Human Effects on Ozone

Human activities have had a devastating effect on the concentration and distribution of stratospheric ozone over the last few decades. Measurements of ozone by satellite and ground-based measurements over the last several decades indicate that stratospheric ozone levels have decreased. Atmospheric ozone has decreased globally by more than 5% since 1970 (see Figure 5). Atmospheric measurements have also shown that the depleted levels of ozone have indeed increased the amount of UV at the surface. The significant global decrease in stratospheric ozone since the 1970s is well correlated with increasing amounts of chlorine and bromine in the stratosphere. The sources of this chlorine and bromine are chlorofluorocar-bons (CFCs) and other halocarbons produced industrially for a variety of uses such as refrigerants in refrigerators, air conditioners, and large chillers, as propellants for aerosol cans, as blowing agents for making plastic foams, and as solvents for dry-cleaning and for degreasing of materials. Atmospheric measurements have clearly corroborated theoretical studies showing that the chlorine and bromine released from the destruction of these halocarbons in the stratosphere is reacting to destroy ozone. Figure 6 shows the excellent comparison between the observed trend in ozone based on measurements from the solar backscatter ultraviolet (SBUV) satellite instrument averaged over latitudes from 50° N to 50° S and results from the University of Illinois zonally averaged model that is based on the changes in atmospheric gases and particles. In addition to the human related emissions, natural forcings on ozone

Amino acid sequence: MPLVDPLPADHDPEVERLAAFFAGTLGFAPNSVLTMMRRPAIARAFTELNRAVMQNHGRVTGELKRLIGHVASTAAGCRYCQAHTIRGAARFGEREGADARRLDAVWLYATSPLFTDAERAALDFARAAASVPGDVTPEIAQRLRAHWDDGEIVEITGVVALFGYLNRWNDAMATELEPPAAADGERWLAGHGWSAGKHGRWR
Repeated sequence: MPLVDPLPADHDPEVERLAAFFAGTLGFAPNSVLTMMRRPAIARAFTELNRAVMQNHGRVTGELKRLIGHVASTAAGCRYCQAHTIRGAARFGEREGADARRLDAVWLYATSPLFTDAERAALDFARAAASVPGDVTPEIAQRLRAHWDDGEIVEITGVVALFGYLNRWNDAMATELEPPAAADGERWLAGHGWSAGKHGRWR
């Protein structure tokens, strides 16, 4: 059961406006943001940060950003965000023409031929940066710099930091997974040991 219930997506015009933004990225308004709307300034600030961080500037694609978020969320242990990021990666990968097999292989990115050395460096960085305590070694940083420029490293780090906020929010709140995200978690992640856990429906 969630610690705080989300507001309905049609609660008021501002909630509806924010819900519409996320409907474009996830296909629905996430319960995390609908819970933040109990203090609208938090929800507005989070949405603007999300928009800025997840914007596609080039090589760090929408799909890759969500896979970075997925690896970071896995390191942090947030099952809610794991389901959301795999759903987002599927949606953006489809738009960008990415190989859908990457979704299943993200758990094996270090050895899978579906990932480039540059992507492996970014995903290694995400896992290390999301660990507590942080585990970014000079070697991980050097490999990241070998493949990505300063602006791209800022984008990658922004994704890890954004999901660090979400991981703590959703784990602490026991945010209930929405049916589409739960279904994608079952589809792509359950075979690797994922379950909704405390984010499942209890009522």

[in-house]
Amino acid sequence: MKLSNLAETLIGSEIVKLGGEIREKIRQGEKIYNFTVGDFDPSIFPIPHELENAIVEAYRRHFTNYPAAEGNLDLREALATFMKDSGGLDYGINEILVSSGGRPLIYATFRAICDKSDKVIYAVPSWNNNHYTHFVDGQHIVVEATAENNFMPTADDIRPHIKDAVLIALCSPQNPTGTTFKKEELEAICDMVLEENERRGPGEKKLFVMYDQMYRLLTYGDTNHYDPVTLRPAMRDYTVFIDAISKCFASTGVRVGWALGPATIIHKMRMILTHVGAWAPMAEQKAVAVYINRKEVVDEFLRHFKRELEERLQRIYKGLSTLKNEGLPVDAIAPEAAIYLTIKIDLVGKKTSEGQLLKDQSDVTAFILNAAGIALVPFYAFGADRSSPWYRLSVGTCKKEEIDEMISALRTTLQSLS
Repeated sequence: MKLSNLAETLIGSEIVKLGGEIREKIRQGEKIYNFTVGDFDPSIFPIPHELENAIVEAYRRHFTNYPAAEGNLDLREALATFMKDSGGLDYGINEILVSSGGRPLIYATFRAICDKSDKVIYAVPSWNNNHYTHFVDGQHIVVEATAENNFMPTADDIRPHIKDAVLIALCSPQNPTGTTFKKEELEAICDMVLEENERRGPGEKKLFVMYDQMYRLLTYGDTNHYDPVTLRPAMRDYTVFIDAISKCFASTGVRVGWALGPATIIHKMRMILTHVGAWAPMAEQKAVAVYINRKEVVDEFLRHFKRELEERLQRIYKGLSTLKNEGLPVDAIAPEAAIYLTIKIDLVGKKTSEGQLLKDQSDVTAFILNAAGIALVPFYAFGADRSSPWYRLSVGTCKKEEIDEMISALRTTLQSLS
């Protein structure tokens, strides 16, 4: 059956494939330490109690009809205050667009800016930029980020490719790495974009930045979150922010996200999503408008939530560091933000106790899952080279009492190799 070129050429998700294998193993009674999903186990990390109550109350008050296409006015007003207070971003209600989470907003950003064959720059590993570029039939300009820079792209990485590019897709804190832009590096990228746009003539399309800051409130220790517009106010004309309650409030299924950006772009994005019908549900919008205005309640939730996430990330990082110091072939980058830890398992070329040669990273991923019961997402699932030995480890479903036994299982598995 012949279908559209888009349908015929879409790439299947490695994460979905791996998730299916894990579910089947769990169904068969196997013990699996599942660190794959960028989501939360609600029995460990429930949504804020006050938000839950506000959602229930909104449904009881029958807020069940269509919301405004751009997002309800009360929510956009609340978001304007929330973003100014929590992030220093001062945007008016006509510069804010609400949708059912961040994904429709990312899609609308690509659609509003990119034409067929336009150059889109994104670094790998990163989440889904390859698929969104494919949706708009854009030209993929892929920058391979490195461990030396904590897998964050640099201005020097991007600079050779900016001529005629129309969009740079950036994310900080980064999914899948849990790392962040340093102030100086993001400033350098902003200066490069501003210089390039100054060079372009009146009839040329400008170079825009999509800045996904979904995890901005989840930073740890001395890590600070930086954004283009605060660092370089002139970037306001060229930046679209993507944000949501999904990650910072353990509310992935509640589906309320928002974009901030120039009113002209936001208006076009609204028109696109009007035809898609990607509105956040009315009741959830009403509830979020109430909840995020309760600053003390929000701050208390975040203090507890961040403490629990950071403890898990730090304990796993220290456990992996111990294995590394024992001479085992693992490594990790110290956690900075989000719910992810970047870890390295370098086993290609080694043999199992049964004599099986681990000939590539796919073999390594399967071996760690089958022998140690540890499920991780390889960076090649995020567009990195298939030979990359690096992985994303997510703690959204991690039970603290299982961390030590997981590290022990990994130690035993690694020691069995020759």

-Ground-based data TOMS zonal means SBUV-SBUV/2 Merged satellite data NIWA assimilated dataset

I 1 1 1 1 I 1 1 1 1 I 1 1 1 1 I 1 1 1 1 I 1 1 1 1 I 1 1 1 1 I 1 1 1 1 I 1965 1970 1975 1980 1985 1990 1995 2000

Figure 5 Deviations in total ozone with time relative to January 1979 from various ground-based and satellite measurements (TOMS and SBUV). The data are area weighted over 90° S-90° N. Graph provided by Vitali Fioletov as an update to earlier analyses presented in Fioletov VE, BodekerGE, Miller AJ, McPeters RD, and Stolarski R (2002) Global and zonal total ozone variations estimated from ground-based and satellite measurements: 1964-2000. Journal of Geophysical Research 107: 4647 (doi: 10.1029/2001JD001350).

-Ground-based data TOMS zonal means SBUV-SBUV/2 Merged satellite data NIWA assimilated dataset

I 1 1 1 1 I 1 1 1 1 I 1 1 1 1 I 1 1 1 1 I 1 1 1 1 I 1 1 1 1 I 1 1 1 1 I 1965 1970 1975 1980 1985 1990 1995 2000